How can I see how much work is left on a rebase while it's in progress?

I.e. I want to see how much work git has left to check.

  • 2
    This doesn't sound related to conflicts, it sounds like the OP wants to know what step is currently being executed. Oct 10, 2015 at 17:55
  • 1
    @EdwardThomson You are correct, sir.
    – Kit Sunde
    Oct 11, 2015 at 23:49
  • 1
    @jubobs, when the rebase makes a lot of progress, it shows a counter such as (10/35), so it must be possible, the information exists
    – Fire Crow
    Aug 28, 2016 at 21:54

6 Answers 6


Starting with git version 2.26

Here's the shell command that prints the rebase progress:

( RMD="$( git rev-parse --git-path 'rebase-merge/' )" && N=$( cat "${RMD}msgnum" ) && L=$( cat "${RMD}end" ) && echo "${N} / ${L}" ; )

Sample output will be like

4 / 7

You can modify the last echo command parameter to print it using the format you like.

For git with versions that are <= 2.25

( RaD="$( git rev-parse --git-path 'rebase-apply/' )" && N=$( cat "${RaD}next" ) && L=$( cat "${RaD}last" ) && echo "${N} / ${L}" ; )
  • Just a note: those commands will only work on Linux. Might be useful to also just list the directories as well. Aug 9, 2020 at 5:52
  • @MattVukomanovic , I am not quite sure what exactly you mean by "only work on Linux". It works in GNU+Linux, macOS and windows. It works perfectly in ZSH and Bash. I do use ZSH in Cygwin. And Bash as shell that comes with "Git for Windows". Aug 10, 2020 at 16:49
  • 1
    ah I don't use git bash on windows I use cmd.exe with the linux tools included in the system folder, so that is the confusion. Aug 23, 2020 at 18:09
  • @MattVukomanovic, I also don't quite use Bash for Windows. At least not the shell itself. I do use Cygwin (yes, its a little bit slow :( ) which is much better than anything else in windows as for me. Aug 25, 2020 at 17:31

You are probably looking for this information for a normal rebase instead of an interactive rebase.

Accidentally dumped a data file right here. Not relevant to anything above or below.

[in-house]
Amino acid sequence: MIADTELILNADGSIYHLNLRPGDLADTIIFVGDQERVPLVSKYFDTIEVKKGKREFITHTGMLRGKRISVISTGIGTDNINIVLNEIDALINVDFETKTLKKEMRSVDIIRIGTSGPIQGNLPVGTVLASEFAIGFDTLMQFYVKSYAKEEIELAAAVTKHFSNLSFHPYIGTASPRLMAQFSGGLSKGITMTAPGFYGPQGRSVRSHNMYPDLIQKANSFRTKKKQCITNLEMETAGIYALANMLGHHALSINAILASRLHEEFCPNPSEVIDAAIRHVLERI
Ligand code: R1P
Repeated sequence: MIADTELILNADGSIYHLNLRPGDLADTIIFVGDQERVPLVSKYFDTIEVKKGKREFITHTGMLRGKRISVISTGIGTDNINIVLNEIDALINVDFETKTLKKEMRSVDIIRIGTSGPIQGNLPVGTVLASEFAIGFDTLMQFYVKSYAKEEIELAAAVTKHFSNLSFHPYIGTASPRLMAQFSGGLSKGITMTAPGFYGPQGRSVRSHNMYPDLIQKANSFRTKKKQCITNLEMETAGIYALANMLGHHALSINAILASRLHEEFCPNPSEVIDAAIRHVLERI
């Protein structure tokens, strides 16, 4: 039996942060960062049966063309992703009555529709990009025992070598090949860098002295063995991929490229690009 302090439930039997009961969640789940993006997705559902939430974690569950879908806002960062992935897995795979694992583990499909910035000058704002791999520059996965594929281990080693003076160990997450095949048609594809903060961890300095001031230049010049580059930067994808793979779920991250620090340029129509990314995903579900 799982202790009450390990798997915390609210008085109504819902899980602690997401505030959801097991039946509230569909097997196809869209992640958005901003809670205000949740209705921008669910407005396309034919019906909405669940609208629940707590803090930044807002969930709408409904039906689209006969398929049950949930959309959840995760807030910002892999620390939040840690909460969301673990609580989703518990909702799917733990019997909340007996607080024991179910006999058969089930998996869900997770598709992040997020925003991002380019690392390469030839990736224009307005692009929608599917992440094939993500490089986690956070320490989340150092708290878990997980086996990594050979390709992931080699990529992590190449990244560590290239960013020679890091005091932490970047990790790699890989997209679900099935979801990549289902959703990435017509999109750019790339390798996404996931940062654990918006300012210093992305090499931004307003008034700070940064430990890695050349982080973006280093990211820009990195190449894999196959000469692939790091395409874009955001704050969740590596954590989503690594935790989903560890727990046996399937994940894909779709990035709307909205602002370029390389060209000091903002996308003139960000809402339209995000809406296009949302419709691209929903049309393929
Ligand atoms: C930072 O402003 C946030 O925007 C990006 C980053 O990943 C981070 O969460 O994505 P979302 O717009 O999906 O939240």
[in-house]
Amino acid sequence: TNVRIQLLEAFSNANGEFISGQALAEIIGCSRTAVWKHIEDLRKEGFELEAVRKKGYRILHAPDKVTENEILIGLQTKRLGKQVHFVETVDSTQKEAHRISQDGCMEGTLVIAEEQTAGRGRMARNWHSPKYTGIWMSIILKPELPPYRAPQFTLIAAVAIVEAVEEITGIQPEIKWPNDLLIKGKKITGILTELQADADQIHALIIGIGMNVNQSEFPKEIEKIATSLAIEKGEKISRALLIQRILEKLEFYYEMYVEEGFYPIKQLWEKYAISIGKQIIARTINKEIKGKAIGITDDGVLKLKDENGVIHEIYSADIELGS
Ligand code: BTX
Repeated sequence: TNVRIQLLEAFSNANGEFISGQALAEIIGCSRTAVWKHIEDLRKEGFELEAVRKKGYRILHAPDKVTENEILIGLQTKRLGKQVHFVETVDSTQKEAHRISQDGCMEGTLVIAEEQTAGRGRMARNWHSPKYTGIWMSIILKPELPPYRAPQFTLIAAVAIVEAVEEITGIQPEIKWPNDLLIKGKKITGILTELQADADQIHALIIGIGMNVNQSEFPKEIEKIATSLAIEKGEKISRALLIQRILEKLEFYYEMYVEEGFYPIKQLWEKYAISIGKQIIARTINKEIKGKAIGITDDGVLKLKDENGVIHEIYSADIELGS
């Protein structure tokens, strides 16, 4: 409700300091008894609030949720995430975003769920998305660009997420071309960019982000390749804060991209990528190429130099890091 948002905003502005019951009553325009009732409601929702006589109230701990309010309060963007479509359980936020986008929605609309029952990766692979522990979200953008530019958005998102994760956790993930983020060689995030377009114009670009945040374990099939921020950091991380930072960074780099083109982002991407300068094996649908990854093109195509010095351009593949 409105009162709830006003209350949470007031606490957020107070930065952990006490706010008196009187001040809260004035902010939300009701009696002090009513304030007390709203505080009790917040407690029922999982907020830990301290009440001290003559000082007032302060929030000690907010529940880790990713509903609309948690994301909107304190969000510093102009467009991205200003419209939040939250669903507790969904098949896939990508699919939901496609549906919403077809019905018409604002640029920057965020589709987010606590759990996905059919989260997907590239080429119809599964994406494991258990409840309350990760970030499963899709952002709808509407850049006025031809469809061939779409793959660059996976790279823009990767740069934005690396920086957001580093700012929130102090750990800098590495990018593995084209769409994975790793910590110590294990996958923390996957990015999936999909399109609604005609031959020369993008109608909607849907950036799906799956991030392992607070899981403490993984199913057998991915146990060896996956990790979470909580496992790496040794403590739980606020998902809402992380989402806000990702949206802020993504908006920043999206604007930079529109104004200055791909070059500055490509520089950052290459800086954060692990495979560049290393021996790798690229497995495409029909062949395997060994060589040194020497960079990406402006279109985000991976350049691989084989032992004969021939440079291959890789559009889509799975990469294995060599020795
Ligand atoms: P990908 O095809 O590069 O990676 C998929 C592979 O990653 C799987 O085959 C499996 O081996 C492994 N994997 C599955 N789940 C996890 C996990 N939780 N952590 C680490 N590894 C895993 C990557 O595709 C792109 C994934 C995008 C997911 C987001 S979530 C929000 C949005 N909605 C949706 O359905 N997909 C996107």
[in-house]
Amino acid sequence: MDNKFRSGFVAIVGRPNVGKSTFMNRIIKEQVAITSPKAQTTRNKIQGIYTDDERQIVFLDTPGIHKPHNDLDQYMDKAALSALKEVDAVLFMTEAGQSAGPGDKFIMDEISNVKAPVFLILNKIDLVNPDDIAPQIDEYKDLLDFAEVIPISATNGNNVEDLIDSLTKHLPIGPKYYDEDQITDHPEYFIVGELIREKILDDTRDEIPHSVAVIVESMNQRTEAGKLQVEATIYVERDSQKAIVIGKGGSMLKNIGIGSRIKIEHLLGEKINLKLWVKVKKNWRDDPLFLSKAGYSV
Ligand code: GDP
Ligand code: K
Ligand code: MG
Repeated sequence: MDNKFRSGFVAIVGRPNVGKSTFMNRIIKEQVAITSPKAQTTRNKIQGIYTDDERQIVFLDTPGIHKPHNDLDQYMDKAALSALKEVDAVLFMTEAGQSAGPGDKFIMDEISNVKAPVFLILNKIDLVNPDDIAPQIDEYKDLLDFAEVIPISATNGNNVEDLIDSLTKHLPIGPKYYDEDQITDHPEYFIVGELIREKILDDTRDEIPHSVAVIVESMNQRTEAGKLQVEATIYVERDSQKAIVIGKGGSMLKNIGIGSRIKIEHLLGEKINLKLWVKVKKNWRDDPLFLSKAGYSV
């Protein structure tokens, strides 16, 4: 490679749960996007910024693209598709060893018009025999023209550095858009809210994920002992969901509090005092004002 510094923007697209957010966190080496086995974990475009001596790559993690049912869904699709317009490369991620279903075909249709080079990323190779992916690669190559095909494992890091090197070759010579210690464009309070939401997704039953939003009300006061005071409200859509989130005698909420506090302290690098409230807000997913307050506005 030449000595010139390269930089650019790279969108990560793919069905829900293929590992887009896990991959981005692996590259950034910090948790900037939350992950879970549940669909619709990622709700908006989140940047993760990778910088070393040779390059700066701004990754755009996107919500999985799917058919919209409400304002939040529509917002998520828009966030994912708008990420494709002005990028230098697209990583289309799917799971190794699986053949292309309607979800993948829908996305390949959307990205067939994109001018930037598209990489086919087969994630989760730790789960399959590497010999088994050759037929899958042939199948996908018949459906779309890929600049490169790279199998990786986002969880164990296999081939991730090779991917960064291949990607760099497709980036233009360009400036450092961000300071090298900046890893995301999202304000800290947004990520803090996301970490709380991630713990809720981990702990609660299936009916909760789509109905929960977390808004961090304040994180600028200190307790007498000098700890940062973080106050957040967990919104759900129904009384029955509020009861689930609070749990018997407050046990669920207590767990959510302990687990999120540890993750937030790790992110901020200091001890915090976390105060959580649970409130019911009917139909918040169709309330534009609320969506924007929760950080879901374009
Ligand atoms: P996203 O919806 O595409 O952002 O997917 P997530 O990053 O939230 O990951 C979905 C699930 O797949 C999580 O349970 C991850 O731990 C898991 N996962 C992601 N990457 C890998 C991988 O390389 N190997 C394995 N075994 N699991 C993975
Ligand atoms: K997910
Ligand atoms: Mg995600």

That information isn't shown for non interactive rebases. However you can find it out by looking in your rebase-apply directory.

In that directory there is all the information you need. Specifically if you are running with the default .git directory location you can find it out by running these commands

cat .git/rebase-apply/next
cat .git/rebase-apply/last

If you want to know the commit which is currently being applied then you can use the following

cat .git/rebase-apply/original-commit

And if you want to see the actual patches which are being applied then you can look at the numbered files in .git/rebase-apply

  • Starting with version 2.26 of git the git rebase $Onto $Branch command now triggers interactive rebase by default. This answer is not valid for that case anymore. Please see my answer here - stackoverflow.com/a/57292015/2753851 for a proper solution. Jun 15, 2020 at 10:53

If you're using git-prompt.sh, your prompt will show something like |REBASE-i (x/y) when resolving a conflict during an interactive rebase, where x is rebase step out of y where the conflict occurred.


If you just want to take a look at it and you're using Bash, you can run: __git_ps1. It will display something similar to (feature/avarias|MERGING)(base), but concerning rebase. This string is meant to compose your prompt by assigning it to variable PS1.


I think you are looking for

git rebase --edit-todo

git status

Example content:

On branch xxx
Your branch and 'origin/xxx' have diverged,
and have 4 and 7 different commits each, respectively.
  (use "git pull" if you want to integrate the remote branch with yours)

No commands done.
Next commands to do (5 remaining commands):
   pick d33eb3d Add 3ds not performed case -
   edit c58cad6 Refactor extract method to update models
  (use "git rebase --edit-todo" to view and edit)
You are currently editing a commit while rebasing branch 'xxx' on '18cc67c'.
  (use "git commit --amend" to amend the current commit)
  (use "git rebase --continue" once you are satisfied with your changes)

nothing to commit, working tree clean

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